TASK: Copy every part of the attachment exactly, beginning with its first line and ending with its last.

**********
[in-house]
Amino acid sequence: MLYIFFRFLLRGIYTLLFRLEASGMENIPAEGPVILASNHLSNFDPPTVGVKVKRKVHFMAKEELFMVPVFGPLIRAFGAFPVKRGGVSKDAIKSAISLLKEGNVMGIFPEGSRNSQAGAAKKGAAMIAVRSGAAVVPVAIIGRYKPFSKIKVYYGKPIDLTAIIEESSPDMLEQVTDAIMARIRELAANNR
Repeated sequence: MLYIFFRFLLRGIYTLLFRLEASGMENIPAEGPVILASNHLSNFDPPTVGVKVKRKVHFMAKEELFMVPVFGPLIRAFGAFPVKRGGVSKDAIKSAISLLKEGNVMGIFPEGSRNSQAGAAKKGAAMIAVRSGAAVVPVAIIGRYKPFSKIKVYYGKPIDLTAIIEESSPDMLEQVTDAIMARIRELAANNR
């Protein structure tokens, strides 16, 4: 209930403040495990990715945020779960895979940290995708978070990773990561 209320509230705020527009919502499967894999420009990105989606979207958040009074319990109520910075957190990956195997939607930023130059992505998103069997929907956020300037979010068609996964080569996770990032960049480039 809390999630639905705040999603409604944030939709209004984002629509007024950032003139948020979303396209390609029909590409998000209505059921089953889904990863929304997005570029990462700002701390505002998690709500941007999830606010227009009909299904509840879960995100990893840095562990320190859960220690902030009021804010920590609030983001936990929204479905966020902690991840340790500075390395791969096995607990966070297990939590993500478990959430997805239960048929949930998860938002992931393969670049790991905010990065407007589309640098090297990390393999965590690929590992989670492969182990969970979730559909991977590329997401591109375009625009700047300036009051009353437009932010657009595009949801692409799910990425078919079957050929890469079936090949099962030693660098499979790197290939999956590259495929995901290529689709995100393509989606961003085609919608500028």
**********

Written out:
[in-house]
Amino acid sequence: MLYIFFRFLLRGIYTLLFRLEASGMENIPAEGPVILASNHLSNFDPPTVGVKVKRKVHFMAKEELFMVPVFGPLIRAFGAFPVKRGGVSKDAIKSAISLLKEGNVMGIFPEGSRNSQAGAAKKGAAMIAVRSGAAVVPVAIIGRYKPFSKIKVYYGKPIDLTAIIEESSPDMLEQVTDAIMARIRELAANNR
Repeated sequence: MLYIFFRFLLRGIYTLLFRLEASGMENIPAEGPVILASNHLSNFDPPTVGVKVKRKVHFMAKEELFMVPVFGPLIRAFGAFPVKRGGVSKDAIKSAISLLKEGNVMGIFPEGSRNSQAGAAKKGAAMIAVRSGAAVVPVAIIGRYKPFSKIKVYYGKPIDLTAIIEESSPDMLEQVTDAIMARIRELAANNR
């Protein structure tokens, strides 16, 4: 209930403040495990990715945020779960895979940290995708978070990773990561 209320509230705020527009919502499967894999420009990105989606979207958040009074319990109520910075957190990956195997939607930023130059992505998103069997929907956020300037979010068609996964080569996770990032960049480039 809390999630639905705040999603409604944030939709209004984002629509007024950032003139948020979303396209390609029909590409998000209505059921089953889904990863929304997005570029990462700002701390505002998690709500941007999830606010227009009909299904509840879960995100990893840095562990320190859960220690902030009021804010920590609030983001936990929204479905966020902690991840340790500075390395791969096995607990966070297990939590993500478990959430997805239960048929949930998860938002992931393969670049790991905010990065407007589309640098090297990390393999965590690929590992989670492969182990969970979730559909991977590329997401591109375009625009700047300036009051009353437009932010657009595009949801692409799910990425078919079957050929890469079936090949099962030693660098499979790197290939999956590259495929995901290529689709995100393509989606961003085609919608500028």